Ice flux across the grounding line is less sensitive to ice-shelf buttressing than it is to ice thickness there (Reference SchoofSchoof, 2007), hence most recent studies of floating ice in the eastern ASE have focused on the pattern of sub-ice-shelf melting (Reference JenkinsJenkins and others, 2010;Reference Jacobs, Jenkins, Giulivi and DutrieuxJacobs and others, 2011) and its role in grounding-line ice dynamics (Reference Joughin, Smith and HollandJoughin and others, 2010). Our observations indicate that ice-shelf marginal rifting and terminus retreat along these rifted margins were widespread in the eastern ASE between 1972 and 2011, particularly beginning in the late 1990s. Ice melange within these rifts is expected to support much less force transmission between opposing rift faces than would have existed prior to rift formation (Reference MacAyeal, Rignot and HulbeMacAyeal and others, 1998). Therefore, these changes must have reduced the lateral drag of the ice shelves, although ice-flow acceleration and spatially varying thinning may have partially counterbalanced their effect by increasing lateral drag. The spatio-temporal resolutions of ice-flow speed and ice-shelf thinning histories during our study period preclude quantification of buttressing loss in the eastern ASE, or a conclusive apportionment of this buttressing loss between ice-shelf thinning and margin disintegration. However, reported accelerations are generally contemporaneous and spatially coherent with these marginal changes, strongly suggesting that this pattern of coastal change also reduced buttressing and contributed to acceleration of upstream grounded ice.

A sequence of ice-shelf thinning, acceleration, marginal rifting and disintegration was proposed to explain the 19982003 acceleration of Jakobshavn Isbra, Greenland (Reference JoughinJoughin and others, 2008). The major outlet glaciers of the eastern ASE have recently undergone elements of this same sequence, although only Haynes Glacier’s ice shelf has completely disintegrated so far. This acceleration was likely initiated by two mechanisms: (1) redistribution of driving stress towards the grounding line due to enhanced sub-ice- shelf melting near there (Reference SchoofSchoof, 2007);or (2) decreased ice- shelf buttressing due to loss of basal and lateral drag as thinning ice shelves ungrounded from ice rises and reduced their contact area with side walls. We hypothesize that the development and growth of marginal rifts is favoured during periods of ice-shelf thinning and outlet glacier acceleration. Thus, the accelerations of these glaciers have apparently led to an additional form of buttressing loss: decreased ice-shelf lateral drag due to marginal rifting. Continued acceleration should lead to further rifting, potentially creating a feedback until all lateral resistance to ice-shelf flow is lost.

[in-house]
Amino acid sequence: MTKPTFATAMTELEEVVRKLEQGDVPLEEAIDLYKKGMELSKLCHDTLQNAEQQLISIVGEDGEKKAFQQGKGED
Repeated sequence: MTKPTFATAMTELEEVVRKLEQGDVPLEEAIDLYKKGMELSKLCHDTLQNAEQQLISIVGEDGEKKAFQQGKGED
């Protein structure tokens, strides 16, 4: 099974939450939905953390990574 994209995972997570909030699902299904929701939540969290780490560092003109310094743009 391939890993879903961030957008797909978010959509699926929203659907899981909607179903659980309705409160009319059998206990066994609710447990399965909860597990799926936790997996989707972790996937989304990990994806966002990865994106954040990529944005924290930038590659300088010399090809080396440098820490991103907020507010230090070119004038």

We hypothesize that rifting is favoured along the ice-shelf margins because these regions were once shear margins within grounded ice further upstream (Fig. 1). Shear margins are expected to be rheologically weaker (Reference Echelmeyer, Harrison, Larsen and MitchellEchelmeyer and others, 1994;Reference MacAyeal, Rignot and HulbeMacAyeal and others, 1998;Reference Khazendar, Rignot and LarourKhazendar and others, 2007) and have numerous surface crevasses that may connect with basal crevasses forming at the grounding line to create rifts (Reference Catania, Conway, Raymond and ScambosCatania and others, 2006). Ice-shelf thinning promotes basal crevasse growth (Reference Van der VeenVan der Veen, 1998) and is widespread in the ASE (e.g. Reference Schmeltz, Rignot and MacAyealSchmeltz and others, 2001; Reference ZwallyZwally and others, 2005;Reference JenkinsJenkins and others, 2010), so the marginal rifting we report may not be due solely to acceleration or pre-existing weakness.